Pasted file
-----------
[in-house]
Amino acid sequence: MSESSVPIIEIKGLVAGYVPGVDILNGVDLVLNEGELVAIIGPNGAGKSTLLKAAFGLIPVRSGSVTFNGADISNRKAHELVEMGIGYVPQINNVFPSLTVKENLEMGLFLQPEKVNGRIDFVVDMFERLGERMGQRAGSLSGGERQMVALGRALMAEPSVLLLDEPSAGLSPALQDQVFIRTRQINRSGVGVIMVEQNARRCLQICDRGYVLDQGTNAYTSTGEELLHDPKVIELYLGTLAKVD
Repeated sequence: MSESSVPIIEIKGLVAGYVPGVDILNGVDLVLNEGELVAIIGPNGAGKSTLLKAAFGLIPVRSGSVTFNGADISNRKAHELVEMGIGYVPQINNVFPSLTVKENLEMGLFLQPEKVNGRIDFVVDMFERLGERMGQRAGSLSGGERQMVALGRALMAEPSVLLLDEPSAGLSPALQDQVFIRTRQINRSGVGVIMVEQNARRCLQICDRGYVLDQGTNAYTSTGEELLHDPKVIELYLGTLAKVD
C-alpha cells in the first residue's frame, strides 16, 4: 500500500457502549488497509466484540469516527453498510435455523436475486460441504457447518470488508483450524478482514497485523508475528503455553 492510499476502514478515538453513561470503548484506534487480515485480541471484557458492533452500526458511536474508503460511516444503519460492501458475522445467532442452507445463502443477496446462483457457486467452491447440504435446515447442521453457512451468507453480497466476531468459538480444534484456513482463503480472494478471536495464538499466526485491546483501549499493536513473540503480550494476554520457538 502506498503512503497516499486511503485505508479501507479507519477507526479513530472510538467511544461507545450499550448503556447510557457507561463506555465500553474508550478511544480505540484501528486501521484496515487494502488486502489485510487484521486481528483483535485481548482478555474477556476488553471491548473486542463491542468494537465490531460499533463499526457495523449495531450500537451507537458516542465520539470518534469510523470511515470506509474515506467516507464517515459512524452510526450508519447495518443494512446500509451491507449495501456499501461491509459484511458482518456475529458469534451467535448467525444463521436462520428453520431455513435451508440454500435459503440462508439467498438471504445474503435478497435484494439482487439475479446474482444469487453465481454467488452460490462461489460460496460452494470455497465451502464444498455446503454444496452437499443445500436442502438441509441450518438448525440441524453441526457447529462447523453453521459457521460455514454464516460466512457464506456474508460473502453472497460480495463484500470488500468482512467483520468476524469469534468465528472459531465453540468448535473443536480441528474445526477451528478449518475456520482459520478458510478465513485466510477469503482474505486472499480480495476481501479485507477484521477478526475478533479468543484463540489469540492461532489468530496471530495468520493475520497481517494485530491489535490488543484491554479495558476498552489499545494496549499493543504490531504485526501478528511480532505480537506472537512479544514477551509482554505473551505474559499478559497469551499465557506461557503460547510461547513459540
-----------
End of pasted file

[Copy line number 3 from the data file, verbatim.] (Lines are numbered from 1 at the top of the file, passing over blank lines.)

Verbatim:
Repeated sequence: MSESSVPIIEIKGLVAGYVPGVDILNGVDLVLNEGELVAIIGPNGAGKSTLLKAAFGLIPVRSGSVTFNGADISNRKAHELVEMGIGYVPQINNVFPSLTVKENLEMGLFLQPEKVNGRIDFVVDMFERLGERMGQRAGSLSGGERQMVALGRALMAEPSVLLLDEPSAGLSPALQDQVFIRTRQINRSGVGVIMVEQNARRCLQICDRGYVLDQGTNAYTSTGEELLHDPKVIELYLGTLAKVD